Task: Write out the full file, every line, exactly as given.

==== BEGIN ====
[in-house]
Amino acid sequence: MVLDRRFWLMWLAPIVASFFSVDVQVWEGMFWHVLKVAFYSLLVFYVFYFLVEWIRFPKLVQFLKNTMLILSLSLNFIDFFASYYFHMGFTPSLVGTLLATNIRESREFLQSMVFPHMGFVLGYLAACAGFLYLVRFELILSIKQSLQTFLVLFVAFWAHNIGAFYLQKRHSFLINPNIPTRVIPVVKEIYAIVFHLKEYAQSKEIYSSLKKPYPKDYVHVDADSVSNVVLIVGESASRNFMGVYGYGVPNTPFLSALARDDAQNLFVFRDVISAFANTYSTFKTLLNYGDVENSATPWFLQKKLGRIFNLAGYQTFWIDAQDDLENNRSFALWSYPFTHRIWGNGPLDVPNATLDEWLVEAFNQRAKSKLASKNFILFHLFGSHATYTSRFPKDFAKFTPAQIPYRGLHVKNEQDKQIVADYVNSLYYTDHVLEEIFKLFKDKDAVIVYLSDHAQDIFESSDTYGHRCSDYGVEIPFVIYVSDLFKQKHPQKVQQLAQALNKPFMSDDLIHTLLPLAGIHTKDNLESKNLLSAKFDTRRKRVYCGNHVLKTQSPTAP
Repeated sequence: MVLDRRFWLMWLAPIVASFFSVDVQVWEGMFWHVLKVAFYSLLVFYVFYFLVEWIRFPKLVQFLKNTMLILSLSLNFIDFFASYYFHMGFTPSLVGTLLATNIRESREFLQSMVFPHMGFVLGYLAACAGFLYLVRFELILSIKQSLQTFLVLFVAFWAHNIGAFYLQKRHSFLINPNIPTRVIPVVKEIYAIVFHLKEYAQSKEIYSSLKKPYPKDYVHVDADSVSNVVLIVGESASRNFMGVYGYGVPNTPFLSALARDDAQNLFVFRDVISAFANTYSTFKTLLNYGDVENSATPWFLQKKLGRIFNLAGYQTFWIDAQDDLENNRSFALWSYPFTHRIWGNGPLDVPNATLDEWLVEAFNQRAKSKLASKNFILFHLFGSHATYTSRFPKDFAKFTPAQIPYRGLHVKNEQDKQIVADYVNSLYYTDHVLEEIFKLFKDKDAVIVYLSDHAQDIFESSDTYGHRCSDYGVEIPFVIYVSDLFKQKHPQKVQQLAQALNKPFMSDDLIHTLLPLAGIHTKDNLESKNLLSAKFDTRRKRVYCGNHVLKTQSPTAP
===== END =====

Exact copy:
[in-house]
Amino acid sequence: MVLDRRFWLMWLAPIVASFFSVDVQVWEGMFWHVLKVAFYSLLVFYVFYFLVEWIRFPKLVQFLKNTMLILSLSLNFIDFFASYYFHMGFTPSLVGTLLATNIRESREFLQSMVFPHMGFVLGYLAACAGFLYLVRFELILSIKQSLQTFLVLFVAFWAHNIGAFYLQKRHSFLINPNIPTRVIPVVKEIYAIVFHLKEYAQSKEIYSSLKKPYPKDYVHVDADSVSNVVLIVGESASRNFMGVYGYGVPNTPFLSALARDDAQNLFVFRDVISAFANTYSTFKTLLNYGDVENSATPWFLQKKLGRIFNLAGYQTFWIDAQDDLENNRSFALWSYPFTHRIWGNGPLDVPNATLDEWLVEAFNQRAKSKLASKNFILFHLFGSHATYTSRFPKDFAKFTPAQIPYRGLHVKNEQDKQIVADYVNSLYYTDHVLEEIFKLFKDKDAVIVYLSDHAQDIFESSDTYGHRCSDYGVEIPFVIYVSDLFKQKHPQKVQQLAQALNKPFMSDDLIHTLLPLAGIHTKDNLESKNLLSAKFDTRRKRVYCGNHVLKTQSPTAP
Repeated sequence: MVLDRRFWLMWLAPIVASFFSVDVQVWEGMFWHVLKVAFYSLLVFYVFYFLVEWIRFPKLVQFLKNTMLILSLSLNFIDFFASYYFHMGFTPSLVGTLLATNIRESREFLQSMVFPHMGFVLGYLAACAGFLYLVRFELILSIKQSLQTFLVLFVAFWAHNIGAFYLQKRHSFLINPNIPTRVIPVVKEIYAIVFHLKEYAQSKEIYSSLKKPYPKDYVHVDADSVSNVVLIVGESASRNFMGVYGYGVPNTPFLSALARDDAQNLFVFRDVISAFANTYSTFKTLLNYGDVENSATPWFLQKKLGRIFNLAGYQTFWIDAQDDLENNRSFALWSYPFTHRIWGNGPLDVPNATLDEWLVEAFNQRAKSKLASKNFILFHLFGSHATYTSRFPKDFAKFTPAQIPYRGLHVKNEQDKQIVADYVNSLYYTDHVLEEIFKLFKDKDAVIVYLSDHAQDIFESSDTYGHRCSDYGVEIPFVIYVSDLFKQKHPQKVQQLAQALNKPFMSDDLIHTLLPLAGIHTKDNLESKNLLSAKFDTRRKRVYCGNHVLKTQSPTAP